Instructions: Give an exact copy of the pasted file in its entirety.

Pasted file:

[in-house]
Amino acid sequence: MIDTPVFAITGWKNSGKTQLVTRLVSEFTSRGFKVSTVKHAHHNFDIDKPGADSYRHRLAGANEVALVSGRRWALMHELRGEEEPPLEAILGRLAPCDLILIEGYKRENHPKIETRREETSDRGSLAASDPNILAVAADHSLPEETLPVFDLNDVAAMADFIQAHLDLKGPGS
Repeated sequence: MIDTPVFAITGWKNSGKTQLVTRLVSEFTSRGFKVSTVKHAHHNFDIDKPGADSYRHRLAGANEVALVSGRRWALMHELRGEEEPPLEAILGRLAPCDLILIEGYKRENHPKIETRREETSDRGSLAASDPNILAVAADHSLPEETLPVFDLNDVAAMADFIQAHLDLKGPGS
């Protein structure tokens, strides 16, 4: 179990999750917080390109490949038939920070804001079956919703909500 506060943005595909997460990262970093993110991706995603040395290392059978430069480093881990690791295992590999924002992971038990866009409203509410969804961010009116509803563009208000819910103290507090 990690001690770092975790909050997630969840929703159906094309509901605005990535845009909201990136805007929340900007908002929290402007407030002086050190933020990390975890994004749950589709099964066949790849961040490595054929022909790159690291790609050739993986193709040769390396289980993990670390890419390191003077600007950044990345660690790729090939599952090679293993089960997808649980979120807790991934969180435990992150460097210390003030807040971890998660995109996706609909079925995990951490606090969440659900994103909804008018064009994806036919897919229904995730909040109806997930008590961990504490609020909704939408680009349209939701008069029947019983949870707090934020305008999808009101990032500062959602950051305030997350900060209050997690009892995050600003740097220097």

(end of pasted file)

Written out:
[in-house]
Amino acid sequence: MIDTPVFAITGWKNSGKTQLVTRLVSEFTSRGFKVSTVKHAHHNFDIDKPGADSYRHRLAGANEVALVSGRRWALMHELRGEEEPPLEAILGRLAPCDLILIEGYKRENHPKIETRREETSDRGSLAASDPNILAVAADHSLPEETLPVFDLNDVAAMADFIQAHLDLKGPGS
Repeated sequence: MIDTPVFAITGWKNSGKTQLVTRLVSEFTSRGFKVSTVKHAHHNFDIDKPGADSYRHRLAGANEVALVSGRRWALMHELRGEEEPPLEAILGRLAPCDLILIEGYKRENHPKIETRREETSDRGSLAASDPNILAVAADHSLPEETLPVFDLNDVAAMADFIQAHLDLKGPGS
């Protein structure tokens, strides 16, 4: 179990999750917080390109490949038939920070804001079956919703909500 506060943005595909997460990262970093993110991706995603040395290392059978430069480093881990690791295992590999924002992971038990866009409203509410969804961010009116509803563009208000819910103290507090 990690001690770092975790909050997630969840929703159906094309509901605005990535845009909201990136805007929340900007908002929290402007407030002086050190933020990390975890994004749950589709099964066949790849961040490595054929022909790159690291790609050739993986193709040769390396289980993990670390890419390191003077600007950044990345660690790729090939599952090679293993089960997808649980979120807790991934969180435990992150460097210390003030807040971890998660995109996706609909079925995990951490606090969440659900994103909804008018064009994806036919897919229904995730909040109806997930008590961990504490609020909704939408680009349209939701008069029947019983949870707090934020305008999808009101990032500062959602950051305030997350900060209050997690009892995050600003740097220097």